Isla Margarita in Venezuela

History of Isla Margarita

Isla Margarita is one of Venezuela's most popular destinations. The island's first inhabitants were the Waikeri people, an indigenous group that is thought to be related to the Warao, who still live in the Roraima area. The Waikeri called Isla Margarita Paraguachoa, which in their native language means “plentiful fishing”. In August 1498, the first European explorers arrived in the island. They were the crew of Columbus' third voyage, who were stunned at the natural beauty and the resources available in the island, especially pearls. Due to this reason, the waters near Margarita became a battleground for pirates, who repeatedly seized the island during the 16th and 17th centuries. In May 1811, the island gained independence from Spain and became the first independent province in Venezuela.

The weather in Margarita

Isla Margarita is bordered by the Caribbean Sea, and as in the case of other islands in the area, its tropical climate is characterised by warm and pleasant temperatures all year round. However, and unlike in nearby islands, humidity is not very high in Margarita, as the island has a rather dry tropical climate. There are two distinct seasons in Isla Margarita. The dry season (or summer) runs between November and May, and at this time temperatures can reach the mid 30s, although the average is 27ºC. On the other hand, the winter or rainy season runs between July and October, and during these months average temperatures stay around 24ºC. However, visitors must be aware that the interior of the island is quite rugged, with several mountains that rise more than 3,000 feet above sea level. Temperatures in the mountains are significantly lower, and they can easily drop to 14ºC.

Porlamar in Isla Margarita

With more than 200,000 inhabitants, Porlamar is the most populous city in Isla Margarita and the gateway to the island, as it is located only a 30-minute drive away from the airport. The city was built facing the seafront, as originally Porlamar was a fishing village that evolved into a popular tourist resort. The waterfront area has a modern feel with its tall apartment buildings, luxury hotels, shopping malls, and spacious parks and avenues. There are also several marinas on the way to Pampatar, which are always busy with watersports enthusiasts. Bahind the waterfront visitors will find Porlamar's old town, which is a pleasure to explore with its many markets, churches, and colonial buildings. The best beaches in Porlamar are Playa Guacuco and La Caracola. Further away, some of the most beautiful beaches are Pampatar, Parguito, El Tirano, Bellavista, Bahia del Morro, and Playa Valdes. Porlamar is also a great shopping destination, as the whole island is a duty free area.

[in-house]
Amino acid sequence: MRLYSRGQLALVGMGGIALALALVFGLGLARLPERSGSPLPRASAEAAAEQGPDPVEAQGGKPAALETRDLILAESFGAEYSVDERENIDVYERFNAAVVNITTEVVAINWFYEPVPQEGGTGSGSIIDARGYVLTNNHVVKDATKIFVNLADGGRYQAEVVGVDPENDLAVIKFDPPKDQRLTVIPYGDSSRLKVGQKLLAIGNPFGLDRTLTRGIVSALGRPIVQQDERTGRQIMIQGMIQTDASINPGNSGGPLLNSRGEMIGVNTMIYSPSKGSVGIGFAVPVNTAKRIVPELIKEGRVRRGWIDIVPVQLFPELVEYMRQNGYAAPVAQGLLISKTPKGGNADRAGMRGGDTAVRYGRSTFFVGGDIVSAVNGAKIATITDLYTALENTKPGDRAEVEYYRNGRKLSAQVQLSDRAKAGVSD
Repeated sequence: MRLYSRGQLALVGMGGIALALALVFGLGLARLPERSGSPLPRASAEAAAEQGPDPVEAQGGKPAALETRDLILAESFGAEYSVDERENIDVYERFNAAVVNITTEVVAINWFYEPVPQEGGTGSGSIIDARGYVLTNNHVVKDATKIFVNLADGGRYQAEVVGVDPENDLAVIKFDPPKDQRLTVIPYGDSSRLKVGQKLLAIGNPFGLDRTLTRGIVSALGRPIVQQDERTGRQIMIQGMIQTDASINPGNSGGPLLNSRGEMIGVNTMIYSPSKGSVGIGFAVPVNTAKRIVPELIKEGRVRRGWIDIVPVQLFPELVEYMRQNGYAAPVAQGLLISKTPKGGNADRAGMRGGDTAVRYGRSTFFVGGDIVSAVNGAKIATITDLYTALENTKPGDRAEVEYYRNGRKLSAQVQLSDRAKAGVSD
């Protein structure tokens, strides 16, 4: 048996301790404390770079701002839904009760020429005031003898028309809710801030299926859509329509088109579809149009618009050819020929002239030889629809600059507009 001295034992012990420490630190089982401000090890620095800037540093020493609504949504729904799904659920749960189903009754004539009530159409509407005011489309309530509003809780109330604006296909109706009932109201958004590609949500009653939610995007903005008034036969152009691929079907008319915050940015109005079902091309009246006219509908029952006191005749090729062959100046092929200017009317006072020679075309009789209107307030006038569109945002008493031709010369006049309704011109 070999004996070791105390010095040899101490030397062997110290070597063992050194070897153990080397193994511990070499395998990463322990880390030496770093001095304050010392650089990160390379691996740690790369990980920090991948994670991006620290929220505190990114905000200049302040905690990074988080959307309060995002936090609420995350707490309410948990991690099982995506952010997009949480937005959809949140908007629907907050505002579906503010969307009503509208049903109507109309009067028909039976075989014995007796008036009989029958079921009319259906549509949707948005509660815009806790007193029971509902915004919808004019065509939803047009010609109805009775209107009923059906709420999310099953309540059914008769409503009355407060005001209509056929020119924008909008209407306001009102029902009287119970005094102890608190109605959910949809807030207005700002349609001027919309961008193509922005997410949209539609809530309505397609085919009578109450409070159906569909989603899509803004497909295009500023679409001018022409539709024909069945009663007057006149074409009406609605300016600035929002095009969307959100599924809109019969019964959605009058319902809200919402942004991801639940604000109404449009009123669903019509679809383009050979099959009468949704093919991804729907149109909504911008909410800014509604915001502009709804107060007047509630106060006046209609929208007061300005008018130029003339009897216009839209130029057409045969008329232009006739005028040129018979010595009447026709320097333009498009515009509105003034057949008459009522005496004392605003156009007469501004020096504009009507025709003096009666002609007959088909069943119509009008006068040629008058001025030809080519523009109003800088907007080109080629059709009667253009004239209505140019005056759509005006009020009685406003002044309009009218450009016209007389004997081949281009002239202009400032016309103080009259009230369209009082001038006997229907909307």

Juan Griego in Margarita

With its expansive bay, spectacular sunsets, and laid back atmosphere, Juan Griego is very representative of Isla Margarita's beauty and charm. The town has approximately 30,000 inhabitants and is located on the northern edge of the island. The town's name (which literally means John the Greek) originates in the figure of a Spanish sailor who arrived to this part of the island in the 16th century. Because of its location, Juan Griego became an important port and trading hub during the 19th century, particularly after the island became an independent territory. The town played a key role in the Venezuelan Independence War, and several cannons and fortresses in town bear witness to that. In the early 1970s, Juan Griego began to attract large numbers of tourists, to the point that today the town is the second most visited destination in Isla Margarita. Some important landmarks include the San Juan Evangelista church, the fortress at La Galera, and the promenade along the town's quay.

Attractions in Margarita

Isla Margarita can be divided into four main areas: the Macanao peninsula, the eastern side of the island, Coche island, and Cubagua island. The Macanao peninsula is located to the west of Porlamar and is characterised by its mountainous landscapes, with the remote Cerro Macanao being the highest point in this part of the island. The peninsula can be accessed from Porlamar via the Restinga National Park, which comprises more than 26,000 acres of wetlands and which is great for those interested in eco-tours. Travelling east, visitors will come across the most developed part of the island, as towns like Porlamar, Juan Griego, and Puerto Cruz are in this area. In the southeast of the island, visitors will find El Yaque beach, which is great for banana boat rides and windsurfing. Coche and Cubagua islands are remote, sparsely visited, and perfect to get away from it all.